SURRY HILLS: Leading First Nations artists, Tony Albert, Blak Douglas, Thea Perkins and Nicole Monks worked with Bourke St Public School (BSPS), parents, and Elder Uncle Jimmy Smith, to create new Aboriginal school house names and symbols unveiled during NAIDOC week in November.
BSPS was established in 1867 in Redfern, on Gadigal land. Like much of the education system throughout Australia, its traditions are founded on colonial systems and language, one representation of which is the naming of school houses after early colonists – Macquarie, Phillip, Hunter and Wentworth. In recent times, the school has looked for new ways of including a more diverse set of values, languages and teachings.
Artists involved in the project – all with Redfern connections – saw it as an important opportunity to bring meaningful change to language and symbolism in the school system, as well as to foster the ongoing inclusion of Aboriginal education.
The newly named school sports’ houses and artworks were launched as part of BSPS’s NAIDOC celebrations on Friday November 13.
The new names are GADI (Grass tree), BURRA (Eel), MULGU (Black Swan) and NGURRA (Country). The GADI symbol is by Tony Albert, BURRA by Blak Douglas, MULGU by Thea Perkins and NGURRA by Nicole Monks.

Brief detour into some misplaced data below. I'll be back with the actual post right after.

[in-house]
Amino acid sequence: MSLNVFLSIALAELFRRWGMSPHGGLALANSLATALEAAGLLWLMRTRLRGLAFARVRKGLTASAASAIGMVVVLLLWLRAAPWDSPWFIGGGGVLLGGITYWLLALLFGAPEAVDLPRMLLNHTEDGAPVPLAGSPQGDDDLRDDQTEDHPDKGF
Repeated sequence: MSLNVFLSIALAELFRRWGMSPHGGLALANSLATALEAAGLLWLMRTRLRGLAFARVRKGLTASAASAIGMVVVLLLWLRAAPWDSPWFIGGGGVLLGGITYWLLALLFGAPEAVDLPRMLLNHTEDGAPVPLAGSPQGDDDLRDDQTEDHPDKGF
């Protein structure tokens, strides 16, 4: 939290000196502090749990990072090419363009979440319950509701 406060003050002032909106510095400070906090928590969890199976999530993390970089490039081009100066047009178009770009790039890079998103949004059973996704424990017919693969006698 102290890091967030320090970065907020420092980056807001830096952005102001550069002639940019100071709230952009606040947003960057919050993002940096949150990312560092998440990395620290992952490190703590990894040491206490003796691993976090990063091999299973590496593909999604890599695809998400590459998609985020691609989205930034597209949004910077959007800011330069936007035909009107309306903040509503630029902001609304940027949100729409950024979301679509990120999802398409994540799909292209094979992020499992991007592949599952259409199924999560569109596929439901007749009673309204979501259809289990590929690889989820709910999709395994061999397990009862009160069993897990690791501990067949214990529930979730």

An Aboriginal-led process, the school engaged educator and local Elder Uncle Jimmy Smith to run a series of “Indigenous Voices” workshops with the Aboriginal students and families at the school.
The workshops were guided by a process of “connecting to Country”, as well as the school’s commitment to the celebration of Aboriginal and Torres Strait Islander culture.
BPSP parent Sophia Marinos said each new house name represents an opportunity for integrating Aboriginal education units into the curriculum around particular areas of traditional knowledge, including native plants, animals, land and water.
“In preparation for the launch, the students learnt about the significance of the names as well as the artists and their practices,” she said.
The project was sparked by parents and teachers who wished to recognise and celebrate the land on which adults and children work and learn; honour the process of truth-telling; and forge deeper understandings of and connections to Aboriginal knowledges and cultures.
Ms Marinos said Uncle Jimmy is continuing to work with the school on a range of projects including guiding the rewriting of the school’s acknowledgement to Country, and providing cultural leadership and professional development for staff.
“We see this as an important part of the process of decolonisation, emblematic of a much bigger movement in schools to embed Aboriginal knowledges and learnings into mainstream curriculum and schooling.”